Atypical or dysplastic moles are a type of benign mole. A mole (or “nevus”) is a benign growth of cells that produce pigment in the skin called melanocytes.
An atypical or dysplastic mole is one that often looks different clinically and, when biopsied, has atypical features under the microscope; hence it is called atypical due to the irregular or unusual features. However, an atypical mole is not cancerous, a pre-melanoma or melanoma; but rather, a benign mole with an atypical architecture and cellular appearance under the microscope.
How is an atypical mole found?
An atypical mole often looks unusual and different in appearance from your other moles. It can appear anywhere on the skin from the scalp to the feet and may occur in children, but is more commonly seen in adults. Since it can be difficult to determine if a suspicious mole is simply atypical or a possible melanoma by only its appearance, your dermatologist may recommend the lesion is biopsied to ensure it is not a dangerous cancer.
Examples of atypical moles
What is the treatment for an atypical mole?
If biopsied, the dermatologist will obtain a pathology report concerning the mole. The pathology report will indicate whether the lesion is an atypical (or dysplastic) mole or a different diagnosis, such as a common mole or melanoma.
Once diagnosed as an atypical mole, the dermatologist will discuss the options which include either monitoring the lesion along with your other moles or removal of the lesion. If the pathology report indicates the atypical mole is severely atypical or possesses other concerning features, the dermatologist will discuss the possible removal of the entire lesion to ensure it is completely removed and provide more tissue to confirm the diagnosis.
What does an atypical mole mean?
An atypical mole is considered a risk factor for melanoma. However, an atypical mole in itself is benign and studies have shown no significant increased risk of an atypical mole transforming to a skin cancer than any of your other moles. If you have a history of atypical moles and other risk factors, such as a personal history of melanoma, a first-degree relative with a history of melanoma, or more than 4 or more atypical moles, then you are at a higher risk for melanoma.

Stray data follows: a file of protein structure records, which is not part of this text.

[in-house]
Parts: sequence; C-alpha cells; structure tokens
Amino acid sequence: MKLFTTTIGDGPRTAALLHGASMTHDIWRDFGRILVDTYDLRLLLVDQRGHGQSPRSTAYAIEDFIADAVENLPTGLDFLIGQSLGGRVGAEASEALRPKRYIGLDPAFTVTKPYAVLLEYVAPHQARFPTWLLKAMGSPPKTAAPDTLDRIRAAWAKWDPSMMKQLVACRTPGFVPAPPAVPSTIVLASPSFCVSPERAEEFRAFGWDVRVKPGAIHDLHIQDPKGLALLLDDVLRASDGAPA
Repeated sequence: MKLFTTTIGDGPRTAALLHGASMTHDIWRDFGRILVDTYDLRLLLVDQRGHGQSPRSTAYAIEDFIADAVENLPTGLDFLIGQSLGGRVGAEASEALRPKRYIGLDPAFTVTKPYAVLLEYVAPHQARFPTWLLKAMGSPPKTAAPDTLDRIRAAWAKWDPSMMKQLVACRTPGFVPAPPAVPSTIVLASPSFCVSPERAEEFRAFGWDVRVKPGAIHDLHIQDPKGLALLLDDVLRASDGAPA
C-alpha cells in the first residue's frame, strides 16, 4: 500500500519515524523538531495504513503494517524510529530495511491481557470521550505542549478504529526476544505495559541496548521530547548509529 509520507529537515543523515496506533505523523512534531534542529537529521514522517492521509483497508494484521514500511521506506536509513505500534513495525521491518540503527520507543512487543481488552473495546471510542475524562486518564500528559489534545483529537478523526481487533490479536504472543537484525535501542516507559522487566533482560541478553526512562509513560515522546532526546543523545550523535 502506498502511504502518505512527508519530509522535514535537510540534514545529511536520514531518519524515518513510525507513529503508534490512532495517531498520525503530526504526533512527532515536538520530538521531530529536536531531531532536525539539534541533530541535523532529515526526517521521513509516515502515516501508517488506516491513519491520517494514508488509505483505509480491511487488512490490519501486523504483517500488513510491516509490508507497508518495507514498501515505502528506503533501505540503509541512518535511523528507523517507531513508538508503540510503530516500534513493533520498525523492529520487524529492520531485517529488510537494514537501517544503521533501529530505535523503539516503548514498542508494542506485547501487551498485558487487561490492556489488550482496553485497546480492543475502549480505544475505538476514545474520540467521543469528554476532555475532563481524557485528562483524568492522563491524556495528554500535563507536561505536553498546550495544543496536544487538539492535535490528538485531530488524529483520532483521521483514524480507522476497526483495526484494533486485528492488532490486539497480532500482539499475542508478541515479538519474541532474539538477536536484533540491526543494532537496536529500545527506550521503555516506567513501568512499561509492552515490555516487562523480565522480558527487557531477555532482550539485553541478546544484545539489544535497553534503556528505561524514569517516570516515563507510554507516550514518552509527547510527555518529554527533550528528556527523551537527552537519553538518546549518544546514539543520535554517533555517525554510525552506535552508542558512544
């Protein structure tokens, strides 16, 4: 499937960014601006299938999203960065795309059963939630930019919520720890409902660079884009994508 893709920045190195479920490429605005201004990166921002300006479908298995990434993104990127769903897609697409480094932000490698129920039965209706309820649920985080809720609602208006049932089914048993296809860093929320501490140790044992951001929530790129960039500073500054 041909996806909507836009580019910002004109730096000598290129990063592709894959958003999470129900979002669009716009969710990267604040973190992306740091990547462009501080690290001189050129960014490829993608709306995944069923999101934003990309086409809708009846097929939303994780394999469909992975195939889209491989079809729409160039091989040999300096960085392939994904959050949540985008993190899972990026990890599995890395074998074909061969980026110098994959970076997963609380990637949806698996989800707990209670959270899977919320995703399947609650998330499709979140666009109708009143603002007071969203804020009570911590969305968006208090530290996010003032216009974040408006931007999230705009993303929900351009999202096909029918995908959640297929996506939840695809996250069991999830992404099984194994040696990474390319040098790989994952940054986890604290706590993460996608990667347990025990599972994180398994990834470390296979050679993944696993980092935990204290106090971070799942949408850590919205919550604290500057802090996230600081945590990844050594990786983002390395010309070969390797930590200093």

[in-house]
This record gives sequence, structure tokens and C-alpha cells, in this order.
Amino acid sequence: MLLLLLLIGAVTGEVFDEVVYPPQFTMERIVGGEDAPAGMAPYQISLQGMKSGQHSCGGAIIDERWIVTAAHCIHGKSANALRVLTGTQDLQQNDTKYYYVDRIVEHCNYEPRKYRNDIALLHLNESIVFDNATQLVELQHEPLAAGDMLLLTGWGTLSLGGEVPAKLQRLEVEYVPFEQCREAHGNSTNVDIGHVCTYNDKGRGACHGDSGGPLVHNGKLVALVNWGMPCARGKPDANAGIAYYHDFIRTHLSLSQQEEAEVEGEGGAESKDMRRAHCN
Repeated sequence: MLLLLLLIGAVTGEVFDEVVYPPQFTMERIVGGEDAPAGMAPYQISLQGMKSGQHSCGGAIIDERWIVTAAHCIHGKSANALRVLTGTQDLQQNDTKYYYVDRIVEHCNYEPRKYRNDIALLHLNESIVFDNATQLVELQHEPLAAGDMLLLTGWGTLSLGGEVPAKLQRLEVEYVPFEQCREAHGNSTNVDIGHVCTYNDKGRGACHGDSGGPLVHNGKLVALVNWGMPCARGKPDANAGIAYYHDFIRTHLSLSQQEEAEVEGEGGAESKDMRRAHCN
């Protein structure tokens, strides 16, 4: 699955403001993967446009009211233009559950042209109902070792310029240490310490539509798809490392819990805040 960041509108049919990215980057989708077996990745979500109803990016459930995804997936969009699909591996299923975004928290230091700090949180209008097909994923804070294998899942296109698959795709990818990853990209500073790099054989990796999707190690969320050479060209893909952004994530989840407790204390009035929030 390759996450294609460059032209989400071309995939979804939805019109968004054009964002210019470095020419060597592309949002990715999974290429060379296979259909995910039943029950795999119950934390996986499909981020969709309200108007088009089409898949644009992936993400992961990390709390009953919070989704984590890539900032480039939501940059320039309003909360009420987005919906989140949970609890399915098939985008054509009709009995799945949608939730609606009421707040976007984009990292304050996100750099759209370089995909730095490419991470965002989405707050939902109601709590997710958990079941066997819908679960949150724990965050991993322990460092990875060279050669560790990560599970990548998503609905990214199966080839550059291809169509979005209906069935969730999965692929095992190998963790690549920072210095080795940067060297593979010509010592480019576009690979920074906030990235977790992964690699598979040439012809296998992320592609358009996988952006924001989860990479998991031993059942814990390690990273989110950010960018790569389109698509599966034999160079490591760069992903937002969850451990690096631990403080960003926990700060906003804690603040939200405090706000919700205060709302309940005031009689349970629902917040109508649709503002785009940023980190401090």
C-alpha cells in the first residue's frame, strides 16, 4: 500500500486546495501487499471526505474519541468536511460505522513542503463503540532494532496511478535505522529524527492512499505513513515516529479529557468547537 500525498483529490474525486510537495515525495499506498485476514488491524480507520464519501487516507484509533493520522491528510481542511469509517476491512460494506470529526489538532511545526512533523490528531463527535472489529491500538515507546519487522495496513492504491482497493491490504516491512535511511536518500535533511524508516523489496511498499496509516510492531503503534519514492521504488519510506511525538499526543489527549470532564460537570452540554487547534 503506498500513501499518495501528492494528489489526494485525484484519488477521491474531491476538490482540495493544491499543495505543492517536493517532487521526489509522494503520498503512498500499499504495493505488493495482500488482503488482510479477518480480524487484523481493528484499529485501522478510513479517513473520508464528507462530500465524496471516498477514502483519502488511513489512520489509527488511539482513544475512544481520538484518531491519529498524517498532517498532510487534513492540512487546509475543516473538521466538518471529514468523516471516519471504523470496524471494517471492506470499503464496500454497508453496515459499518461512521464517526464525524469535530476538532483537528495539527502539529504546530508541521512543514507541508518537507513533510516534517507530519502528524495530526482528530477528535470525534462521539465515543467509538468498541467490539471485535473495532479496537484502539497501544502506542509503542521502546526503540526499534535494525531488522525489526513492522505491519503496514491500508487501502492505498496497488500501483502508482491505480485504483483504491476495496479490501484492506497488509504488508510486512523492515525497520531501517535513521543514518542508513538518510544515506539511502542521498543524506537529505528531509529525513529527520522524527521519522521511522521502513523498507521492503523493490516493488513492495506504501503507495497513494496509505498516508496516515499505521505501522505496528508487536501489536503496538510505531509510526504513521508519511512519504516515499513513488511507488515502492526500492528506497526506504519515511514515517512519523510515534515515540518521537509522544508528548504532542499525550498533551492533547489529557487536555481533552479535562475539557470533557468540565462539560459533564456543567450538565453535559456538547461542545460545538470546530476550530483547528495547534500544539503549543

What should I do if I have a history of atypical moles?
If you have a history of atypical moles and possibly other risk factors, it is recommended to practice good sun-protection sunscreen use daily, perform periodic self-skin exams and have periodic skin exams by your dermatologist.
When performing a self-skin exam, it is a good technique to use the ABCDE’s to evaluate for possible melanoma or concerning lesions. The ABCDE’s of melanoma stand for Asymmetry; Border; Color; Diameter and Evolving.
If you have numerous moles, it is often beneficial to take photos of your skin with a camera to help evaluate your moles during your periodic self-skin exams. Your dermatologist may also be able to assist with Total Body Mole Photography, which can assist you in checking your moles. If you do notice any changes or concerns regarding your moles, then see your dermatologist as soon as able to have them evaluated.
What is the “Bottom Line” on atypical moles?
Atypical or dysplastic moles are benign moles that have unique features under the microscope and often appear different clinically; but they are not melanoma or a precursor to melanoma.
If you have atypical moles, especially multiple ones, then you have an increased risk of developing melanoma compared to someone who does not have atypical moles. This increased risk does not mean you will get melanoma, but means to should closely watch the old and any new moles, along with the periodic skin exam by your Dermatologist.